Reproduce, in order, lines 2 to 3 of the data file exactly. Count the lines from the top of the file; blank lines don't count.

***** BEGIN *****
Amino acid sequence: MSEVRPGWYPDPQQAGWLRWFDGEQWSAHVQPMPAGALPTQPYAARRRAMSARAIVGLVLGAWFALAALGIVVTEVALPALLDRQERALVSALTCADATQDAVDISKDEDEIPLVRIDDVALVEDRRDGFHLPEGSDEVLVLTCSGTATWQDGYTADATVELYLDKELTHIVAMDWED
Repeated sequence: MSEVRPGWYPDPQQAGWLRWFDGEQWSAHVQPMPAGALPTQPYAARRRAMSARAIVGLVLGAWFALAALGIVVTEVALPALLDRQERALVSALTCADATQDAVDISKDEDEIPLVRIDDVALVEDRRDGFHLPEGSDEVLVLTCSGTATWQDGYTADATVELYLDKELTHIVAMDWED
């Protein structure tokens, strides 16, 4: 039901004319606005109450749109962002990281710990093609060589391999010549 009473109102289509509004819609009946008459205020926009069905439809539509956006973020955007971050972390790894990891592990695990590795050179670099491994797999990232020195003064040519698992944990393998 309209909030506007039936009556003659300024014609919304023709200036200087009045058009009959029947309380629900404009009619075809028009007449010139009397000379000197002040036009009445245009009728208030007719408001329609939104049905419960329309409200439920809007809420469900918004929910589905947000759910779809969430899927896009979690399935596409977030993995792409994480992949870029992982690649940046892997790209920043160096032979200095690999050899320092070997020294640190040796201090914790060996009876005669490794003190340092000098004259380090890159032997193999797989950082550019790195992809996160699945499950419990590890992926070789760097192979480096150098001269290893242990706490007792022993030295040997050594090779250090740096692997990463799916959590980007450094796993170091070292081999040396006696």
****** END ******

Repeated sequence: MSEVRPGWYPDPQQAGWLRWFDGEQWSAHVQPMPAGALPTQPYAARRRAMSARAIVGLVLGAWFALAALGIVVTEVALPALLDRQERALVSALTCADATQDAVDISKDEDEIPLVRIDDVALVEDRRDGFHLPEGSDEVLVLTCSGTATWQDGYTADATVELYLDKELTHIVAMDWED
């Protein structure tokens, strides 16, 4: 039901004319606005109450749109962002990281710990093609060589391999010549 009473109102289509509004819609009946008459205020926009069905439809539509956006973020955007971050972390790894990891592990695990590795050179670099491994797999990232020195003064040519698992944990393998 309209909030506007039936009556003659300024014609919304023709200036200087009045058009009959029947309380629900404009009619075809028009007449010139009397000379000197002040036009009445245009009728208030007719408001329609939104049905419960329309409200439920809007809420469900918004929910589905947000759910779809969430899927896009979690399935596409977030993995792409994480992949870029992982690649940046892997790209920043160096032979200095690999050899320092070997020294640190040796201090914790060996009876005669490794003190340092000098004259380090890159032997193999797989950082550019790195992809996160699945499950419990590890992926070789760097192979480096150098001269290893242990706490007792022993030295040997050594090779250090740096692997990463799916959590980007450094796993170091070292081999040396006696």